The Film Fix: Previewing December’s Top films in theaters, streaming


By JONATHAN W. HICKMAN, Special to The Paper

Below are reviews and capsules of various films this month in theaters and/or streaming.

Review rating … A “Fix” is recommended with a rating between 6 and 10. A “No Fix” is not recommended with a rating between 1 to 5.

In Theaters

Saltburn (in theaters now) – Fix Rating 8/10 – The outrageous voice of writer/director Emerald Fennell (see “Promising Young Woman”) continues to magnify. And her second feature film, the devilish “Saltburn,” is another sardonic tale of the origin of a sociopath who exacts blistering revenge on an arrogant collection of psychopaths. And it’s bloody marvelous.

In “Saltburn,” Oscar-nominee Barry Keoghan (see last year’s “The Banshees of Inisherin”) plays outsider college student Oliver Quick. When the school term ends, popular aristocrat and fellow student Felix (“Priscilla’s” Jacob Elordi) invites Oliver to spend the school break with him at his family’s sprawling estate known as Saltburn. It will be a summer they will never forget.

The audience I saw “Saltburn” with audibly gasped more than once. It’s a shocking and nasty viewing experience that must be watched in the presence of others. As a theatrical provocation, “Saltburn” is just what the doctor ordered.

American Fiction (December 16) – Fix Rating 8/10 – In this film, the directing debut of “Watchmen” series writer Cord Jefferson, Jeffrey Wright is a lock for an Oscar nomination playing frustrated novelist Thelonious ‘Monk’ Ellison. The story follows Monk as he takes a forced “sabbatical” to care for his ailing mother. When his latest book doesn’t sell, he writes, under a pseudonym, an offensive and exploitative tome that he’s sure will be lampooned.

When the book is a hit, Monk must cope with his secret success while balancing the emotional crises in his life. This comedic drama has pitch-perfect performances with terrific work by Sterling K. Brown (who crushed it in the highly recommended “Biosphere” earlier this year).

All of Us Strangers (December 22) – Fix Rating 7/10 – This odd fantasy romance contains excellent performances from hot actors Paul Mescal and Andrew Scott. The movie has Scott playing Adam, a screenwriter living a lonely existence in an almost abandoned high-rise apartment building. When he begins a romance with the only other resident named Harry (played by Mescal), Adam explores memories of his parents, who died tragically when he was twelve.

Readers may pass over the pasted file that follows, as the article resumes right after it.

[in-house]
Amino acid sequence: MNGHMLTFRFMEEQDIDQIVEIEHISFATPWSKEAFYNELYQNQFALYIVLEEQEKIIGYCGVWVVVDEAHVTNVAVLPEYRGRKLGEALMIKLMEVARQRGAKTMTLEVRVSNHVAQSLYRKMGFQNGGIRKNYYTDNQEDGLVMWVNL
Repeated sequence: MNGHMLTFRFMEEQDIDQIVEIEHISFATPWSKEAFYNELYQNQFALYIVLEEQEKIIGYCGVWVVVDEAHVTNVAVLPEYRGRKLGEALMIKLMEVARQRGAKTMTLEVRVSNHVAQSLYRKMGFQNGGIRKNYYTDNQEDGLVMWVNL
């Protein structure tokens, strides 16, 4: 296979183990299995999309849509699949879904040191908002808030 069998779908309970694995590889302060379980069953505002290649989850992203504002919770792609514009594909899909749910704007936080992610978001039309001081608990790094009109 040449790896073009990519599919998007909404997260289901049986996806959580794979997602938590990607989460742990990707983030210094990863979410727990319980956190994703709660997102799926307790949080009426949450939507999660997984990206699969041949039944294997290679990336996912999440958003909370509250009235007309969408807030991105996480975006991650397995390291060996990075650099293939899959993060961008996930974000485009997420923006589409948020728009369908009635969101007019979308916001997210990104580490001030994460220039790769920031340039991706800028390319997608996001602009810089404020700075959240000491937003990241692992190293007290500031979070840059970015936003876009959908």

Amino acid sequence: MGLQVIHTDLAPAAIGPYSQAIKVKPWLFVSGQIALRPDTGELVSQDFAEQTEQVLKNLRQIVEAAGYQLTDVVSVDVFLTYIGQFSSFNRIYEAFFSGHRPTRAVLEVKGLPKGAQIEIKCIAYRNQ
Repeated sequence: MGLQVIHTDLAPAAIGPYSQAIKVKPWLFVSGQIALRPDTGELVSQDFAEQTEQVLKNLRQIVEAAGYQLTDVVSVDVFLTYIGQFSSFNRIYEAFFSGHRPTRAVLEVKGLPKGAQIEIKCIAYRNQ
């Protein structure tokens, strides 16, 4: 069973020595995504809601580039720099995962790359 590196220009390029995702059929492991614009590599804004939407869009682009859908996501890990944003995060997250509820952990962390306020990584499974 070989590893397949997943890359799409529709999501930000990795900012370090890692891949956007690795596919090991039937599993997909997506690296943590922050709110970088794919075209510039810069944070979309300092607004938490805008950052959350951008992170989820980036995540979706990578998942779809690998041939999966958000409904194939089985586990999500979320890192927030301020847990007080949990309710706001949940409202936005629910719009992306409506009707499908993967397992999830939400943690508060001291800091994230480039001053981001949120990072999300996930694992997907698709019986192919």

The fantasy elements have Adam returning to his family home to discover his parents (played by Jamie Bell and Claire Foy) alive and well, as though they haven’t changed in over 30 years. As Adam spends time with his parents, he gets closer and closer to Harry. “All of Us Strangers” is a deliberate narrative that will frustrate some viewers who might consider it a languid horror movie and less a moving drama.

Streaming Selects

Baby Shark’s Big Movie (December 8) –The YouTube sensation, popular song, and series get a feature film. The movie follows Baby Shark (Kimiko Glenn) and his family as they venture out of Chomp City and beyond.

The Exorcist: Believer (December 1) – Fix Rating 3/10 – Despite several efforts over the years to replicate the magic that made the Oscar-winning 1974 original “The Exorcist” so unique, no sequel or prequel has ever measured up. And now, what’s become a limping franchise reaches a new low.

This recycled story has two teen girls wandering off into the woods after school. They perform a kind of séance whereby youngster Angela (Lidya Jewett) attempts to contact her deceased mother. The effort brings forth a demon that inhabits both children. An inevitable exorcism is mounted.

I doubt anyone will get nightmares from this 2023 take on the now overly familiar exorcism story. At best, viewers will giggle as the girls defy and mock the people of faith who try to rid them of their demonic infestation.

Mr. Monk’s Last Case: A Monk Movie (December 8) – Almost 14 years have passed since the last episode of the long-running “Monk” series. In this movie, Tony Shalhoub steps back into the obsessive-compulsive detective role of Adrian Monk for one last, personal case involving Monk’s beloved stepdaughter, Molly (Caitlin McGee), a journalist preparing for her wedding. The principal returning cast includes Ted Levine, Jason Gray-Stanford, Traylor Howard, Melora Hardin, and Hector Elizondo.